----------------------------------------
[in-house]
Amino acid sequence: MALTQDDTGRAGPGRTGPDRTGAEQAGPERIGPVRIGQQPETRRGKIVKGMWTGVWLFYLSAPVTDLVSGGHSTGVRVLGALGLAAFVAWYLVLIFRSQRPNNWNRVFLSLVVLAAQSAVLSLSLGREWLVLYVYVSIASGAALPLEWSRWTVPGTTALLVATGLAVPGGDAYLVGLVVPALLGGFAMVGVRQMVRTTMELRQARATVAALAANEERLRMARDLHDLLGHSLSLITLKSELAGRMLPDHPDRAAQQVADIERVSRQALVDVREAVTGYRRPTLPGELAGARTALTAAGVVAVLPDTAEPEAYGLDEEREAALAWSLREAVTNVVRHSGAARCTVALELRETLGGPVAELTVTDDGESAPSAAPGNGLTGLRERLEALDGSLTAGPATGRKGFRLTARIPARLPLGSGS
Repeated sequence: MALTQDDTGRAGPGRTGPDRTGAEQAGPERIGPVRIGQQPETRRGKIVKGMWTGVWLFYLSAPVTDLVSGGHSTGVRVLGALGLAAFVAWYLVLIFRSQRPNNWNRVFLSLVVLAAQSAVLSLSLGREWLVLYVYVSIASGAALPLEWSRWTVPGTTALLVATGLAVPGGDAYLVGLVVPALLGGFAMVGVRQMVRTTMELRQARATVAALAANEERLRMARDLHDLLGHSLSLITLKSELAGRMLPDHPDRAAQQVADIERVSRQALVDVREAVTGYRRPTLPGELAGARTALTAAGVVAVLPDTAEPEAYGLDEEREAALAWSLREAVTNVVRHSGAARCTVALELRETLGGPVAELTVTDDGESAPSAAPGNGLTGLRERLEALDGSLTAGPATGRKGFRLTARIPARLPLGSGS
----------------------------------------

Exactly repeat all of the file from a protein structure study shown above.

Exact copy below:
[in-house]
Amino acid sequence: MALTQDDTGRAGPGRTGPDRTGAEQAGPERIGPVRIGQQPETRRGKIVKGMWTGVWLFYLSAPVTDLVSGGHSTGVRVLGALGLAAFVAWYLVLIFRSQRPNNWNRVFLSLVVLAAQSAVLSLSLGREWLVLYVYVSIASGAALPLEWSRWTVPGTTALLVATGLAVPGGDAYLVGLVVPALLGGFAMVGVRQMVRTTMELRQARATVAALAANEERLRMARDLHDLLGHSLSLITLKSELAGRMLPDHPDRAAQQVADIERVSRQALVDVREAVTGYRRPTLPGELAGARTALTAAGVVAVLPDTAEPEAYGLDEEREAALAWSLREAVTNVVRHSGAARCTVALELRETLGGPVAELTVTDDGESAPSAAPGNGLTGLRERLEALDGSLTAGPATGRKGFRLTARIPARLPLGSGS
Repeated sequence: MALTQDDTGRAGPGRTGPDRTGAEQAGPERIGPVRIGQQPETRRGKIVKGMWTGVWLFYLSAPVTDLVSGGHSTGVRVLGALGLAAFVAWYLVLIFRSQRPNNWNRVFLSLVVLAAQSAVLSLSLGREWLVLYVYVSIASGAALPLEWSRWTVPGTTALLVATGLAVPGGDAYLVGLVVPALLGGFAMVGVRQMVRTTMELRQARATVAALAANEERLRMARDLHDLLGHSLSLITLKSELAGRMLPDHPDRAAQQVADIERVSRQALVDVREAVTGYRRPTLPGELAGARTALTAAGVVAVLPDTAEPEAYGLDEEREAALAWSLREAVTNVVRHSGAARCTVALELRETLGGPVAELTVTDDGESAPSAAPGNGLTGLRERLEALDGSLTAGPATGRKGFRLTARIPARLPLGSGS